The Day of a Girl

by John Riley
The Waters
First Place, October 2017
Judged by Michael Larrain


A few miles from here in a town marked by this shallow river
men stopped working the forges decades before I came to sit
on the riverbank and wonder how many summers
the water must lick the stones to turn them to powder.
Before tomorrow comes undone I’ll walk in the morning heat
beneath the slanted sun
not once wishing it was a full winter moon
ending the day of a girl
who will soon be attached to a man who plunges
freshly shaped iron into water
gone dead beneath dead rainbows.
Her hands are red from scrubbing the lives of others.
It is the end of a thought that matters she was told
and because there is nothing unceasing
she cares to know
she works on.
Tomorrow I will not wish that before the end of my walk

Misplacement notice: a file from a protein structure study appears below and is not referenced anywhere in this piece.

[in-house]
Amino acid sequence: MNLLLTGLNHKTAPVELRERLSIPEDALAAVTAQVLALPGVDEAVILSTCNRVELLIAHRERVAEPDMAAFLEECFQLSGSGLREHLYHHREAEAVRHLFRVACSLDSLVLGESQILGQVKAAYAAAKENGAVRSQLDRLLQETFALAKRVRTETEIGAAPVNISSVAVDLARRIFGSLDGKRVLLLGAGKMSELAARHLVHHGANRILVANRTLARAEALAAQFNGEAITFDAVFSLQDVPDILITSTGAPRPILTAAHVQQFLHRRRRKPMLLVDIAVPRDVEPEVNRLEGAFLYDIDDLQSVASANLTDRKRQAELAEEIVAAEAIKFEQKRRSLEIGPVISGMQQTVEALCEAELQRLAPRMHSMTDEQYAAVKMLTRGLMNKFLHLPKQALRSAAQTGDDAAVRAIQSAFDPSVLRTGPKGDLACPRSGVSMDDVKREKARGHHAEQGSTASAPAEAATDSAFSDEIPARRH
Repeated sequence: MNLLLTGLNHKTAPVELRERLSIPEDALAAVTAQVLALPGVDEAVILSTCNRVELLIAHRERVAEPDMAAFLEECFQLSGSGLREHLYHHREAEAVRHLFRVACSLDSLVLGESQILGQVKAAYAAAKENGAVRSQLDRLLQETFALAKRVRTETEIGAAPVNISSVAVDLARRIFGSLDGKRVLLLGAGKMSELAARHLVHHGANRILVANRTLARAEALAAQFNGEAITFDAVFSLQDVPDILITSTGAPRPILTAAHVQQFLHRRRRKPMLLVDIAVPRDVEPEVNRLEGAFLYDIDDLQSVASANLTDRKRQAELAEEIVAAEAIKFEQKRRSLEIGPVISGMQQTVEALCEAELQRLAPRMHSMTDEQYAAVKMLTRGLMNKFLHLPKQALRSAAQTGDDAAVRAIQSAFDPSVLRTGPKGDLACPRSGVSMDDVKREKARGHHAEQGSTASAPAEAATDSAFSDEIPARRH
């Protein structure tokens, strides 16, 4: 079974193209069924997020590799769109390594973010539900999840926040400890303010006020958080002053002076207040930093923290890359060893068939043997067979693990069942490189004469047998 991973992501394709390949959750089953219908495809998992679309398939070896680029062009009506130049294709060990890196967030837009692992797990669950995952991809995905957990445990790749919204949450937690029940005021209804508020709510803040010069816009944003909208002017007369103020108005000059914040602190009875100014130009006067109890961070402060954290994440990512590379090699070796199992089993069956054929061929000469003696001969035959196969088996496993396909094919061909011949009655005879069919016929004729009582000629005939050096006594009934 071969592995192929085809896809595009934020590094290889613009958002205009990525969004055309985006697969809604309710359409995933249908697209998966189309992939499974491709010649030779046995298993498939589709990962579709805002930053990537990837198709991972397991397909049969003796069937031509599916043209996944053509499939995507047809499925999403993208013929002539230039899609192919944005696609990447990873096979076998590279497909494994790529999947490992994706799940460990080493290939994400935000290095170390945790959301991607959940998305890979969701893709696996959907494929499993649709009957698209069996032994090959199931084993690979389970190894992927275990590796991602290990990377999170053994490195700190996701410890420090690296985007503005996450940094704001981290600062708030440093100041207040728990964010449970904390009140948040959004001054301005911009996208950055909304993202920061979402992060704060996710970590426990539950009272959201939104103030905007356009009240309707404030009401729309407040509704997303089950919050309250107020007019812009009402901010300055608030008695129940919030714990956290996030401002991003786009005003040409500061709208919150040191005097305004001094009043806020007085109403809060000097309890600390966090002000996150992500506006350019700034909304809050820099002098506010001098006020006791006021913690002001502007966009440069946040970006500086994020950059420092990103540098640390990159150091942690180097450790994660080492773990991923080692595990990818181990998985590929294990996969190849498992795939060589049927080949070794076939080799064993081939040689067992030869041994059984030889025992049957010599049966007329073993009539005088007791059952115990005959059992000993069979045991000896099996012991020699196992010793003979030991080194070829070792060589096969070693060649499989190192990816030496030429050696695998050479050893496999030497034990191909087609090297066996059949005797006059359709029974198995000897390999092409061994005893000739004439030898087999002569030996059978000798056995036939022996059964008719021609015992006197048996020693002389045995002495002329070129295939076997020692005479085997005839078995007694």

I could go to the laboring girl
and tell her what we both know is untrue,
of how her life and mine carry on them
the weight of two. So much in such lies
is there to make them true enough
to keep the forges burning
beside the river that flows
without concern for now and now.


This piece is altogether superb, and can be read both as a poem and a story. So much has been learned about narrative and construction by the author that he/she is able to move us along with that river, yet we never want to leave the town. It is beautifully entered, it is entirely its own, but reverberates with echoes of other writers, masters who preceded it. Look at how much information (and feeling that runs tributary to it) is given to the reader in the first four lines, a wonderful long sentence that ends just as it should. The differing lengths and musicality of the lines bespeak a poet who owns the gifts of rhythmic sureness, equipoise and access to deep sorrow. There is a life and a world here, an infinitely expandable moment. The word haunting is overused in reviews and criticism, so let me just say that I feel I will dream this poem again and again, forgetting each time that I’ve dreamt it. It was an honor to have read The Day of a Girl. --Michael Larrain

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